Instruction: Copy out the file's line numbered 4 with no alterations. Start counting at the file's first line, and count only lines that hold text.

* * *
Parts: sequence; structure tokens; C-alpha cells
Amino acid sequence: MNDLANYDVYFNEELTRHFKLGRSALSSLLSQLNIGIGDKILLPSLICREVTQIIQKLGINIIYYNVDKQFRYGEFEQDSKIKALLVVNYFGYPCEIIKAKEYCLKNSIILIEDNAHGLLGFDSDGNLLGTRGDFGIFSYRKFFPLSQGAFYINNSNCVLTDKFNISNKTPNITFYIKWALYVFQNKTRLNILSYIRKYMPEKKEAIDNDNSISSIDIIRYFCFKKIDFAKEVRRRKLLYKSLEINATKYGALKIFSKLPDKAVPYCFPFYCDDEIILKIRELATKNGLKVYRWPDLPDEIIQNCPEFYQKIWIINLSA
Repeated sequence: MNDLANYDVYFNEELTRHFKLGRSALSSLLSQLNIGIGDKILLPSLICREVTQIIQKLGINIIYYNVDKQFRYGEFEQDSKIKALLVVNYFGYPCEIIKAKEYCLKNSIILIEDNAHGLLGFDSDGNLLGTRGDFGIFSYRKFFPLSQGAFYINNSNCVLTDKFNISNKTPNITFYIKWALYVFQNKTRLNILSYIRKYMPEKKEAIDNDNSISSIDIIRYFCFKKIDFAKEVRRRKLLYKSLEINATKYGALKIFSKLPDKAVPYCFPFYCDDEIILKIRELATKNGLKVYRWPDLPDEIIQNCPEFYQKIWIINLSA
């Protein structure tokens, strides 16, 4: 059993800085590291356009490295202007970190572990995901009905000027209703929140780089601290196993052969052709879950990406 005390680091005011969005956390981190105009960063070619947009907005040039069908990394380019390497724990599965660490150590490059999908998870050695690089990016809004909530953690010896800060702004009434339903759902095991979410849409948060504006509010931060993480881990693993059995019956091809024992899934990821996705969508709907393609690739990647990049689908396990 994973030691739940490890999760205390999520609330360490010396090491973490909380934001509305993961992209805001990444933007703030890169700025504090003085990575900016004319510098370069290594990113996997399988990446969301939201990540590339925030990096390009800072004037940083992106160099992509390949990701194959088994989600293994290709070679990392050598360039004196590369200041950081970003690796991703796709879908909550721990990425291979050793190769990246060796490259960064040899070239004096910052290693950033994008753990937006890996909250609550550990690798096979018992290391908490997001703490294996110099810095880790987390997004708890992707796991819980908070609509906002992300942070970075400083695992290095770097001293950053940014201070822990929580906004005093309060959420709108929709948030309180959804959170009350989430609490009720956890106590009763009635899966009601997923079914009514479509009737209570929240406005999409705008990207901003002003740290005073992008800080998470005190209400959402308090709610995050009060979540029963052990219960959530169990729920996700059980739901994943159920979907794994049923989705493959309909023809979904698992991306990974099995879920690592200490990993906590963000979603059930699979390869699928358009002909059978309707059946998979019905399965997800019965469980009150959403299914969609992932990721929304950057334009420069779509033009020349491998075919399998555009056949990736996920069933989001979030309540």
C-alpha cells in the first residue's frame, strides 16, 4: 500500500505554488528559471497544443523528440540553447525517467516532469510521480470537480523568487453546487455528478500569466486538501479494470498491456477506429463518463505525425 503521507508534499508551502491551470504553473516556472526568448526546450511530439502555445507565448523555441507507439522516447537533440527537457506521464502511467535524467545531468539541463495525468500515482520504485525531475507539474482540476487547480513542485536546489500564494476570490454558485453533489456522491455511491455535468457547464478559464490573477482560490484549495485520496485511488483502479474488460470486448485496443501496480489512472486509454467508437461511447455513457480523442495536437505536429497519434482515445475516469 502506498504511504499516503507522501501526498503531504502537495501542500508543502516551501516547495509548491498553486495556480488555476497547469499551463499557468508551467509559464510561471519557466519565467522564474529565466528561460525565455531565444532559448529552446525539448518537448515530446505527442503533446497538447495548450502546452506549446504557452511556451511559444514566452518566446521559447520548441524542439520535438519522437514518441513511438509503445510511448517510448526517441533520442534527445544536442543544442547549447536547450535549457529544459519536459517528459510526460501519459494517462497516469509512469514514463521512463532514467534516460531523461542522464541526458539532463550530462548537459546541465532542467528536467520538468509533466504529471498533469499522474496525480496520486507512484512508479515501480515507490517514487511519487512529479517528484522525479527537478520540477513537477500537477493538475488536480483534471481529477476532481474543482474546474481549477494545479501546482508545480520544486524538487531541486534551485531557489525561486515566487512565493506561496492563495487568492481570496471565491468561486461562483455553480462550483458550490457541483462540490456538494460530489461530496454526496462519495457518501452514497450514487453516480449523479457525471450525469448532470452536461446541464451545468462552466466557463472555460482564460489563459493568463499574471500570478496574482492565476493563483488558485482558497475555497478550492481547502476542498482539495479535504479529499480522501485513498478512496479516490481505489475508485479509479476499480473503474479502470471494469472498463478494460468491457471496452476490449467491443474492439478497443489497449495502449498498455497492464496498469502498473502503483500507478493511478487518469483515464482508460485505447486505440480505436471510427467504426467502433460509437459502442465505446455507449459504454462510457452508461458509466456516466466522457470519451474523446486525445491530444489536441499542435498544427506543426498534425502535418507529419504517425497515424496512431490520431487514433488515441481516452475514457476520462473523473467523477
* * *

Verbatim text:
């Protein structure tokens, strides 16, 4: 059993800085590291356009490295202007970190572990995901009905000027209703929140780089601290196993052969052709879950990406 005390680091005011969005956390981190105009960063070619947009907005040039069908990394380019390497724990599965660490150590490059999908998870050695690089990016809004909530953690010896800060702004009434339903759902095991979410849409948060504006509010931060993480881990693993059995019956091809024992899934990821996705969508709907393609690739990647990049689908396990 994973030691739940490890999760205390999520609330360490010396090491973490909380934001509305993961992209805001990444933007703030890169700025504090003085990575900016004319510098370069290594990113996997399988990446969301939201990540590339925030990096390009800072004037940083992106160099992509390949990701194959088994989600293994290709070679990392050598360039004196590369200041950081970003690796991703796709879908909550721990990425291979050793190769990246060796490259960064040899070239004096910052290693950033994008753990937006890996909250609550550990690798096979018992290391908490997001703490294996110099810095880790987390997004708890992707796991819980908070609509906002992300942070970075400083695992290095770097001293950053940014201070822990929580906004005093309060959420709108929709948030309180959804959170009350989430609490009720956890106590009763009635899966009601997923079914009514479509009737209570929240406005999409705008990207901003002003740290005073992008800080998470005190209400959402308090709610995050009060979540029963052990219960959530169990729920996700059980739901994943159920979907794994049923989705493959309909023809979904698992991306990974099995879920690592200490990993906590963000979603059930699979390869699928358009002909059978309707059946998979019905399965997800019965469980009150959403299914969609992932990721929304950057334009420069779509033009020349491998075919399998555009056949990736996920069933989001979030309540």